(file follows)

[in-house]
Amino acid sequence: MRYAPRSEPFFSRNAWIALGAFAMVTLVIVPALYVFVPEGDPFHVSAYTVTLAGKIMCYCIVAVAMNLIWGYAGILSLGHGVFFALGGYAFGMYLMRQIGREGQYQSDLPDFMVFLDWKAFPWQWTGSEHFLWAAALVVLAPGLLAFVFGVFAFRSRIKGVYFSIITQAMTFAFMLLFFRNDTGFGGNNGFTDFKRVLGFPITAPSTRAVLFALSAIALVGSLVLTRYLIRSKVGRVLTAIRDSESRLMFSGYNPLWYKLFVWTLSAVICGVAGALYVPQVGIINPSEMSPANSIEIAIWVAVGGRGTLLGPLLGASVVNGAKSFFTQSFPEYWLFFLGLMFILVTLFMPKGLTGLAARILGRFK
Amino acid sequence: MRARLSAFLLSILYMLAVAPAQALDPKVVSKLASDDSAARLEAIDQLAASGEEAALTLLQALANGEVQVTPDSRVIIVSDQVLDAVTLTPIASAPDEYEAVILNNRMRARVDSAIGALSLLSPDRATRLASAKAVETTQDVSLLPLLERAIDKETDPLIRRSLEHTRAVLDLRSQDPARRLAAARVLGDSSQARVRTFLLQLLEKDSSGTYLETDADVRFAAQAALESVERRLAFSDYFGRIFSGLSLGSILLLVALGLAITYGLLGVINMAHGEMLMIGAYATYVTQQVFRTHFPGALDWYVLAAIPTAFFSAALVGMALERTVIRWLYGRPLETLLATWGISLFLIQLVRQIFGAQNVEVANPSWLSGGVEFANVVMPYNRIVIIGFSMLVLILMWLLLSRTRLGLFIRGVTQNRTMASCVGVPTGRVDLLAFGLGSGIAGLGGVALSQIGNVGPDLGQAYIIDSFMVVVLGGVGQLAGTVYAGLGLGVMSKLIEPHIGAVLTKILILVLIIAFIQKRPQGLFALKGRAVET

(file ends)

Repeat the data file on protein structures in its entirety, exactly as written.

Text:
[in-house]
Amino acid sequence: MRYAPRSEPFFSRNAWIALGAFAMVTLVIVPALYVFVPEGDPFHVSAYTVTLAGKIMCYCIVAVAMNLIWGYAGILSLGHGVFFALGGYAFGMYLMRQIGREGQYQSDLPDFMVFLDWKAFPWQWTGSEHFLWAAALVVLAPGLLAFVFGVFAFRSRIKGVYFSIITQAMTFAFMLLFFRNDTGFGGNNGFTDFKRVLGFPITAPSTRAVLFALSAIALVGSLVLTRYLIRSKVGRVLTAIRDSESRLMFSGYNPLWYKLFVWTLSAVICGVAGALYVPQVGIINPSEMSPANSIEIAIWVAVGGRGTLLGPLLGASVVNGAKSFFTQSFPEYWLFFLGLMFILVTLFMPKGLTGLAARILGRFK
Amino acid sequence: MRARLSAFLLSILYMLAVAPAQALDPKVVSKLASDDSAARLEAIDQLAASGEEAALTLLQALANGEVQVTPDSRVIIVSDQVLDAVTLTPIASAPDEYEAVILNNRMRARVDSAIGALSLLSPDRATRLASAKAVETTQDVSLLPLLERAIDKETDPLIRRSLEHTRAVLDLRSQDPARRLAAARVLGDSSQARVRTFLLQLLEKDSSGTYLETDADVRFAAQAALESVERRLAFSDYFGRIFSGLSLGSILLLVALGLAITYGLLGVINMAHGEMLMIGAYATYVTQQVFRTHFPGALDWYVLAAIPTAFFSAALVGMALERTVIRWLYGRPLETLLATWGISLFLIQLVRQIFGAQNVEVANPSWLSGGVEFANVVMPYNRIVIIGFSMLVLILMWLLLSRTRLGLFIRGVTQNRTMASCVGVPTGRVDLLAFGLGSGIAGLGGVALSQIGNVGPDLGQAYIIDSFMVVVLGGVGQLAGTVYAGLGLGVMSKLIEPHIGAVLTKILILVLIIAFIQKRPQGLFALKGRAVET